By going over your day in imagination before you begin it, you can begin acting successfully at any moment.”
~ Dorthea Brande
Dorothea Brande was a well-known writer and editor in New York in the mid 1930’s. Her book, BECOMING A WRITER (published 1934) is a staple on the bookshelves of creative writers throughout world. Her second book, Wake Up and Live (1936) sold over 2 million copies, published in 11 languages, and was even turned into a musical the following year. A recent post by Gretchen Rubin on my favorite blog, The Happiness Project, shared one of the teachings from Brande’s book: 12 Mental Exercises to Make Your Mind Keener & More Flexible. Rubin writes, “These exercises are meant to pull you out of your usual habits and to put you in situations that will demand resourcefulness and creative problem-solving. Brande argues that only by testing and stretching yourself can you develop mental strength.”
As I read through the exercises, I found myself thinking of them as a kind of yoga for the mind, mental asana of sorts. (In Becoming a Writer, Brande actually does advise practicing a meditation before a writing session.) I find these intriguing. I’ve acted on #1 from time to time, but usually with passive-aggressive motivations so I guess I need to revisit THAT one!
Summary of Dorothea Brande’s Twelve Mental Exercises
- Spend an hour each day without saying anything except in answer to direct questions, in the midst of the usual group, without creating the impression that you’re sulking or ill. Be as ordinary as possible. But do not volunteer remarks or try to draw out information.
- Think for 30 minutes a day about one subject exclusively. Start with five minutes.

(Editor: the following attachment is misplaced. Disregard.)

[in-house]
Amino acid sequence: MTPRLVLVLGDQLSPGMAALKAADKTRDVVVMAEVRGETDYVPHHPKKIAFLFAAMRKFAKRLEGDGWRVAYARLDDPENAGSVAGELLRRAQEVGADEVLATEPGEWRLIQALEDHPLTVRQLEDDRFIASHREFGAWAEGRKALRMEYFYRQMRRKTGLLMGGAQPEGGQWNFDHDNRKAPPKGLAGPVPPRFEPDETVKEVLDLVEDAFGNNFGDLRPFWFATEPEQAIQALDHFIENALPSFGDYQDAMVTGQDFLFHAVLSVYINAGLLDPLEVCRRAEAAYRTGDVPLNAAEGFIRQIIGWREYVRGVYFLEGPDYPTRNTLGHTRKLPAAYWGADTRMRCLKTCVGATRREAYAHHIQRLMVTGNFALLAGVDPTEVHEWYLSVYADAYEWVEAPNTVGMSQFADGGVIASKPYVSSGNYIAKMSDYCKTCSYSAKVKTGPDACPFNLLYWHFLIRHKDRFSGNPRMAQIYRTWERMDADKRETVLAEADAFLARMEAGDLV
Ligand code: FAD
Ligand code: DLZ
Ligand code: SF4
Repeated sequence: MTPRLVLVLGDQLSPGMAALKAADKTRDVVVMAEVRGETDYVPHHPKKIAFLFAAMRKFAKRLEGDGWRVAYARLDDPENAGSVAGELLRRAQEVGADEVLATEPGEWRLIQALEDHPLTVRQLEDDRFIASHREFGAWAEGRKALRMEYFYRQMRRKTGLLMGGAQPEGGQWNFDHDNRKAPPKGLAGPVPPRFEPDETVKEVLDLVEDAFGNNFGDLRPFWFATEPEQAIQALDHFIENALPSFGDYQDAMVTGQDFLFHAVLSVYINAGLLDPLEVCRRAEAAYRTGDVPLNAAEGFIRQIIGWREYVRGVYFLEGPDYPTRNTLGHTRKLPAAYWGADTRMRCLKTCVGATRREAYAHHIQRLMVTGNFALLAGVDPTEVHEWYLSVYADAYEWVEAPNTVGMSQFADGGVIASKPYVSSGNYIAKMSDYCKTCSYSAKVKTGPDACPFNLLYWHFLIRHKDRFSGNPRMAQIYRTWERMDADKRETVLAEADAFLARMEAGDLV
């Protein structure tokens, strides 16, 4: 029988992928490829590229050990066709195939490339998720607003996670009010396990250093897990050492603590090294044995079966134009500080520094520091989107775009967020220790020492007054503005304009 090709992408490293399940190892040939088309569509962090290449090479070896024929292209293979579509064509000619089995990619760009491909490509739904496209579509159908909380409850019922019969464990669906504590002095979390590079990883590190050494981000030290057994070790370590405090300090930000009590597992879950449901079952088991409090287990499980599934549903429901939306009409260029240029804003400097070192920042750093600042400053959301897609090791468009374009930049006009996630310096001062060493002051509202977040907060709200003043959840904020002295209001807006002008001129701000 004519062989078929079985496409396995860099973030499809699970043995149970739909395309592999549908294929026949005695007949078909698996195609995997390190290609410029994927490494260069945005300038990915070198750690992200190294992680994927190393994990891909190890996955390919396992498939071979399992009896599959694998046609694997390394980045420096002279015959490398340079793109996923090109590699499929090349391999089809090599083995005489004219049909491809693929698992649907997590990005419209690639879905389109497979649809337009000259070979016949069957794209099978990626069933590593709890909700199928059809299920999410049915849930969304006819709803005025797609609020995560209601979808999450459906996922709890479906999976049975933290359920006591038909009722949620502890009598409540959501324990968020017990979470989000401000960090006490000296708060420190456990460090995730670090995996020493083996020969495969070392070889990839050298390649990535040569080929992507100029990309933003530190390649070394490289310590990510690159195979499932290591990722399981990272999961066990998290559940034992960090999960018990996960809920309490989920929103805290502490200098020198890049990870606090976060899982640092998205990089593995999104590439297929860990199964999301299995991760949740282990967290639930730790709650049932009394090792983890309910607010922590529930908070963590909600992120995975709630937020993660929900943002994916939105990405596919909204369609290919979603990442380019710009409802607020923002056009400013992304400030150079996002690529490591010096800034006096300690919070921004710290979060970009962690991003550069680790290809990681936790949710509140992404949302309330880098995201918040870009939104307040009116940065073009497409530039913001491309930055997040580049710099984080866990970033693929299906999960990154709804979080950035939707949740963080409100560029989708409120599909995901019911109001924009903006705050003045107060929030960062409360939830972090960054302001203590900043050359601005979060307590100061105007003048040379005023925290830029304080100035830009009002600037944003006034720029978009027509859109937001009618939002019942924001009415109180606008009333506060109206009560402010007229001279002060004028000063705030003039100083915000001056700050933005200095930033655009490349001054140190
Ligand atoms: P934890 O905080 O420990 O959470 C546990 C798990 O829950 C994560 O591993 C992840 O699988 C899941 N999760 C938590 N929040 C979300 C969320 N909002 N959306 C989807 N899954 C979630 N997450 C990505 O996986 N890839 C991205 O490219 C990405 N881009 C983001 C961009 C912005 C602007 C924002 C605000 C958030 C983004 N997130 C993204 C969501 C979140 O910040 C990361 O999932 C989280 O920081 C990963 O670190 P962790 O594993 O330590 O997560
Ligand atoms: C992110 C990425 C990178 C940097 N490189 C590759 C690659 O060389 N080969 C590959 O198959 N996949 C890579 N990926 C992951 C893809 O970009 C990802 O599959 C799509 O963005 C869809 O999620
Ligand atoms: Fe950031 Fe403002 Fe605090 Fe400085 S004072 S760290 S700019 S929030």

- Write a letter without using the words I, me, mine, my.
- Talk for 15 minutes a day without using I, me, my, mine.
- Write a letter in a “successful” or placid tone. No misstatements, no lying. Look for aspects or activities that can be honestly reported that way.
- Pause on the threshold of any crowded room and size it up.
- Keep a new acquaintance talking about himself or herself without allowing him to become conscious of it. Turn back any courteous reciprocal questions in a way that your auditor doesn’t feel rebuffed.
- Talk exclusively about yourself and your interests without complaining, boasting, or boring your companions.
- Cut “I mean” or “As a matter of fact” or any other verbal mannerism out of your conversation.
- Plan two hours of a day and stick to the plan.
- Set yourself twelve tasks at random: e.g., go twenty miles from home using ordinary conveyance; go 12 hours without food; go eat a meal in the unlikelist place you can find; say nothing all day except in answer to questions; stay up all night and work.
- From time to time, give yourself a day when you answer “yes” to any reasonable request.
Interesting Question: Of these twelve exercises, which ones would be the most challenging for you to undertake? Why?
More Insight: Read Gretchen Rubin’s post on The Happiness Project: “Creativity: 12 Mental Exercises, Zany but Productive”
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What is The Happiness Project?
“I’m working on a book, THE HAPPINESS PROJECT — a memoir about the year I spent test-driving every principle, tip, theory, and scientific study I could find, whether from Aristotle or St. Therese or Martin Seligman or Oprah. THE HAPPINESS PROJECT will gather these rules for living and report on what works and what doesn’t. On this daily blog, I recount some of my adventures and insights as I grapple with the challenge of being happier. THE HAPPINESS PROJECT will hit the shelves in late 2009 (HarperCollins).” ~ by Gretchen Rubin
You can find a direct link to The Happiness Project, along with the daily feed, on my sidebar.
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